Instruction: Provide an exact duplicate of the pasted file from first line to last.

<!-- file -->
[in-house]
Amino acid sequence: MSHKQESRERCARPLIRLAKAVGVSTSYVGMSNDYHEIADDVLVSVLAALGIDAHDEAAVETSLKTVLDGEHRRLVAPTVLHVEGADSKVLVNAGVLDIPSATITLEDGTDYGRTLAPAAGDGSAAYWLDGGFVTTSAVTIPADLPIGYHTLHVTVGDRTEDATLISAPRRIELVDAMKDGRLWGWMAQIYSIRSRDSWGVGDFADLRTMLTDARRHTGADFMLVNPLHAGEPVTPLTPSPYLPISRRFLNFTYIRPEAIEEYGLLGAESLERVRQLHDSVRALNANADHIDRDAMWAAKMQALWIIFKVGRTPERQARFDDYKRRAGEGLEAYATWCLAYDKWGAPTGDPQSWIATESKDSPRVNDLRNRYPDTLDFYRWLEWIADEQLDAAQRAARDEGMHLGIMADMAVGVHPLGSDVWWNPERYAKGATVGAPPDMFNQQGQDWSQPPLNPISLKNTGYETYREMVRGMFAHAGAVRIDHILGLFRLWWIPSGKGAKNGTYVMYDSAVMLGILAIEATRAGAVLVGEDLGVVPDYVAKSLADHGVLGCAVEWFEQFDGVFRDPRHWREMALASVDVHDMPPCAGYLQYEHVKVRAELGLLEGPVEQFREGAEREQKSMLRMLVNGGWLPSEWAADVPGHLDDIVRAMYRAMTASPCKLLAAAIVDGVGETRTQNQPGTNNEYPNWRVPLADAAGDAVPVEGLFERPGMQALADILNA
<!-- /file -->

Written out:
[in-house]
Amino acid sequence: MSHKQESRERCARPLIRLAKAVGVSTSYVGMSNDYHEIADDVLVSVLAALGIDAHDEAAVETSLKTVLDGEHRRLVAPTVLHVEGADSKVLVNAGVLDIPSATITLEDGTDYGRTLAPAAGDGSAAYWLDGGFVTTSAVTIPADLPIGYHTLHVTVGDRTEDATLISAPRRIELVDAMKDGRLWGWMAQIYSIRSRDSWGVGDFADLRTMLTDARRHTGADFMLVNPLHAGEPVTPLTPSPYLPISRRFLNFTYIRPEAIEEYGLLGAESLERVRQLHDSVRALNANADHIDRDAMWAAKMQALWIIFKVGRTPERQARFDDYKRRAGEGLEAYATWCLAYDKWGAPTGDPQSWIATESKDSPRVNDLRNRYPDTLDFYRWLEWIADEQLDAAQRAARDEGMHLGIMADMAVGVHPLGSDVWWNPERYAKGATVGAPPDMFNQQGQDWSQPPLNPISLKNTGYETYREMVRGMFAHAGAVRIDHILGLFRLWWIPSGKGAKNGTYVMYDSAVMLGILAIEATRAGAVLVGEDLGVVPDYVAKSLADHGVLGCAVEWFEQFDGVFRDPRHWREMALASVDVHDMPPCAGYLQYEHVKVRAELGLLEGPVEQFREGAEREQKSMLRMLVNGGWLPSEWAADVPGHLDDIVRAMYRAMTASPCKLLAAAIVDGVGETRTQNQPGTNNEYPNWRVPLADAAGDAVPVEGLFERPGMQALADILNA